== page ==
Why do I need to do a running warm-up?
Warming up prepares your body and mind for exercise. If you’ve been sat at your desk all day working or you’ve just got out of bed, your body isn’t ready to launch straight into a run.
Think of your muscles as being a piece of Blu Tack. When you first get it out of the packet, if you pull it, it snaps. But when you roll it in your hands and warm it up a bit, it becomes more stretchy and flexible. A warm-up works in exactly the same way for your body.
What are the benefits of a running warm-up?
- Increased body and muscle temperature
Your heart rate will increase slightly, increasing blood flow to the muscles. Your internal core temperature will also rise a bit. This means that more oxygen is able to get to your muscles, because it is more easily released by the haemoglobin molecules that carry it. Your muscles need more oxygen-rich blood to perform as you work harder.
- mental preparation
A warm-up is a great opportunity to get your head in the game. Whether it’s an easy run, a tough session or even a race, giving yourself a bit of time at the start to really focus on what’s coming next can help your enjoyment and performance.
- Reduced risk of injury
An injury as a runner can be devastating. Warming up improves muscle elasticity and allows for efficient cooling, which means there’s less chance of you overdoing it during your run.
- Improve your agility, balance and coordination
Including dynamic exercises into your warm-up is a good way to work on our agility, balance and co-ordination. These are all vital skills for runners and can be improved with regular practice.
What is a RAMP warm-up?
RAMP is an acronym that stands for Raise, Activate, Mobilise and Potentiate. These are the main components of a good running warm-up. We want to raise our heart rate and body temperature, activate our muscles and mobilize our joints.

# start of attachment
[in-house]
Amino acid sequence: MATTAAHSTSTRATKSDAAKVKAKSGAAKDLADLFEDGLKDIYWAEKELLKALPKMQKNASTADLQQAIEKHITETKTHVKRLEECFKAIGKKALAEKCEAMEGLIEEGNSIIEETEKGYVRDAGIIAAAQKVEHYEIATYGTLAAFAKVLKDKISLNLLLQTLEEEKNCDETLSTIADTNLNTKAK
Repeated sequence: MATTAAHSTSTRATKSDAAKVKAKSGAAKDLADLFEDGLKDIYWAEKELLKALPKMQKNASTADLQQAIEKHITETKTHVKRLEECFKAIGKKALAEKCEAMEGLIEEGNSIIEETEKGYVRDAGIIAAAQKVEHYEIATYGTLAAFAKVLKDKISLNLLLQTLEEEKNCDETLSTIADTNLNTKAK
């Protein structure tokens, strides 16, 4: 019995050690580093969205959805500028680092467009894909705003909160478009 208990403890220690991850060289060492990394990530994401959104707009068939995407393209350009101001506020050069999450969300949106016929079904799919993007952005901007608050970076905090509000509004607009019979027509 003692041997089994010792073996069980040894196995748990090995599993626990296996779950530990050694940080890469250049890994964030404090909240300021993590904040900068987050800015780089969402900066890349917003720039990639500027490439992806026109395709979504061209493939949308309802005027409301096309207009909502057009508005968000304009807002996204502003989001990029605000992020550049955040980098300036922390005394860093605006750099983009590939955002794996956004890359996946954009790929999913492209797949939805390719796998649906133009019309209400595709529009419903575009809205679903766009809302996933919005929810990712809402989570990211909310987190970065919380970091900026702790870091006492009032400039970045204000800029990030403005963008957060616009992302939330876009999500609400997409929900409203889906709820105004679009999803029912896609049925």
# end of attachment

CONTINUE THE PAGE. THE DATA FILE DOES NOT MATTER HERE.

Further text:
You can think of potentiate as making your warm-up specific to the type of running that we’re going to be doing after it. If we want to get the full potential out of the session, we need to tailor our warm-up to it.
The more intense the session we’re about to do is, the more important it is to warm-up.
How to do a running warm-up
The first part of your warm-up should look a bit like the activity you’re about to participate in. For runners, that’s going to be 5 minutes of walking, brisk walking, or jogging – or a progression of all three.
You can then add in some dynamic exercises such as high knees, skipping and butt kicks.
Depending on the type of run you’re doing, there may be other elements to your warm-up that target the specific areas of your body that you’ll be using the most. If you’re doing speed work or intervals, for example, you might want to incorporate extra single-leg drills or movement preparation.
And remember, the more intense your run is going to be, the more thorough your warm-up should be. Sprinters may only race for 10 seconds, but they might spend half an hour or more warming up.
Do beginner runners need to do a running warm-up?